Rand Paul, This Isn’t Your Father’s CPAC

Rand Paul is still a fan favorite here. But attendees were roused by invocations of President Obama’s weakness on national security.

Sen. Rand Paul signs an autograph during a book signing at CPAC, 2015. 
National Journal
Josh Kraushaar
Add to Briefcase
Josh Kraushaar
Feb. 27, 2015, midnight

The Con­ser­vat­ive Polit­ic­al Ac­tion Com­mit­tee has al­ways fea­tured a young­er, more-liber­tari­an audi­ence than typ­ic­al GOP gath­er­ings, and Rand Paul has been a crowd fa­vor­ite for his oc­ca­sion­ally un­ortho­dox views. But in a de­par­ture from past con­fer­ences, nearly all of the loudest ap­plause lines came when speak­ers ar­tic­u­lated the threat of rad­ic­al Is­lam and in­voked their sup­port for Is­rael’s Prime Min­is­ter Ben­jamin Net­an­yahu in his spat with the White House.

Carly Fior­ina re­ceived the con­fer­ence’s first stand­ing ap­plause when she thundered that Net­an­yahu “travels here next week not to of­fend our pres­id­ent, but to warn the Amer­ic­an people that our pres­id­ent’s in­sist­ence on a deal with Ir­an at all costs is a danger to the world.” Louisi­ana Gov. Bobby Jin­dal spent an en­tire sec­tion of his speech lam­bast­ing Pres­id­ent Obama for avoid­ing call­ing Is­lam­ic ter­ror­ism by its name. His biggest ap­plause line came when he called on the United States to “hunt down and kill these rad­ic­al Is­lam­ic ter­ror­ists.” Even Wis­con­sin Gov. Scott Walk­er, who hasn’t fo­cused too much on for­eign policy, ad­jus­ted his stump speech to note that his con­ten­tious battles with uni­ons in his home state gives him ample pre­par­a­tion to take on IS­IS.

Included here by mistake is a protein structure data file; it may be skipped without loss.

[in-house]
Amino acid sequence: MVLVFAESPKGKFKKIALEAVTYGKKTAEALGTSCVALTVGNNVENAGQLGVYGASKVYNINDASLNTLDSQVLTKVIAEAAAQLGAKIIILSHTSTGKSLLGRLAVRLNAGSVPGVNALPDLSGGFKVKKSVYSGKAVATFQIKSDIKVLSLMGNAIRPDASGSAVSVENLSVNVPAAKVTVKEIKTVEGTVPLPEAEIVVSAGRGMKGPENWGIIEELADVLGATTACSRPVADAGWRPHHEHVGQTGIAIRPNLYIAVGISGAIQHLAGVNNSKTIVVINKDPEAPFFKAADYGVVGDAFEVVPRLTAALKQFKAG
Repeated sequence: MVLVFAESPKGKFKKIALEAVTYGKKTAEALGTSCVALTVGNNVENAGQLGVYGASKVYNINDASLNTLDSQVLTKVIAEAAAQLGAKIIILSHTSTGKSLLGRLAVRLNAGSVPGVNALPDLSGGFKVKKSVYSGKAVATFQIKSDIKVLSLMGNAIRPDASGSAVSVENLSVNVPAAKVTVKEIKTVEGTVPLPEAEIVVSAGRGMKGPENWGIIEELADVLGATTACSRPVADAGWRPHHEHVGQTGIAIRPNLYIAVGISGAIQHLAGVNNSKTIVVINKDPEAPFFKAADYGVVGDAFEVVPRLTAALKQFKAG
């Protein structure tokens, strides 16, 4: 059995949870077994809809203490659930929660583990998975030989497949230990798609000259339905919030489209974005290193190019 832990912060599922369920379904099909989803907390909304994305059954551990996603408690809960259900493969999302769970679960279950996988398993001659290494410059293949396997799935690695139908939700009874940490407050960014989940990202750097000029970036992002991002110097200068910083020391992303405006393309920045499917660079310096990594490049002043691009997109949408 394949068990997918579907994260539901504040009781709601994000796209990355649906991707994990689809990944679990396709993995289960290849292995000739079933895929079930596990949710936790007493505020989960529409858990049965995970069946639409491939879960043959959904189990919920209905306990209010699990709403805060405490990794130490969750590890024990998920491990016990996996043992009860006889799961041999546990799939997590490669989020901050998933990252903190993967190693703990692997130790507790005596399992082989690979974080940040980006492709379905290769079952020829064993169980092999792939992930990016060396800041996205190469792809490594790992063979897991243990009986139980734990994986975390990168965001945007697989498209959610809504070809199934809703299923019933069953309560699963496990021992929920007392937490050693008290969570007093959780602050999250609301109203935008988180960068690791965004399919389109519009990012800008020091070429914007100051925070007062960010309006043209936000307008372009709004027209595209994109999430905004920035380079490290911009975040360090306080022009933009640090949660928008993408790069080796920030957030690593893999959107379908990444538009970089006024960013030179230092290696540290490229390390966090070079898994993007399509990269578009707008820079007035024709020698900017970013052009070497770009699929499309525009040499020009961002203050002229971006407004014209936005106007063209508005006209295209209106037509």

The red-meat speeches came on a day when the Obama ad­min­is­tra­tion is de­liv­er­ing mixed sig­nals over wheth­er the coun­try is fa­cing a grow­ing ter­ror­ist threat—an is­sue that’s emer­ging as a ser­i­ous Demo­crat­ic vul­ner­ab­il­ity for 2016. James Clap­per, the ad­min­is­tra­tion’s dir­ect­or of na­tion­al in­tel­li­gence, test­i­fied be­fore Con­gress today that last year was the “most leth­al year for ter­ror­ism” since stat­ist­ics were com­piled 45 years ago. That con­trasts with a more-op­tim­ist­ic as­sess­ment from Sec­ret­ary of State John Kerry Wed­nes­day that the scope of the ter­ror­ist threat was be­ing over­stated. This, as a new Pew Re­search Cen­ter poll shows Re­pub­lic­ans hold­ing siz­able, grow­ing leads over Demo­crats on ter­ror­ism (20 points) and na­tion­al se­cur­ity (16 points). The sur­vey marks the first time Re­pub­lic­ans have held a sol­id edge on “mak­ing wise de­cisions on for­eign policy” for the first time since 2002—be­fore the war in Ir­aq.

But not all of the Re­pub­lic­ans were as pre­pared as oth­ers. Walk­er re­ceived the most en­thu­si­ast­ic re­sponse of all the GOP speak­ers, but his lines on na­tion­al se­cur­ity fell flat with many con­ser­vat­ives. “If I can take on 100,000 pro­test­ers, I can take on the rest of the world,” he said, re­fer­ring to his clashes with labor. That promp­ted Na­tion­al Re­view‘s Jim Ger­aghty to call the line a “genu­ine un­forced er­ror.”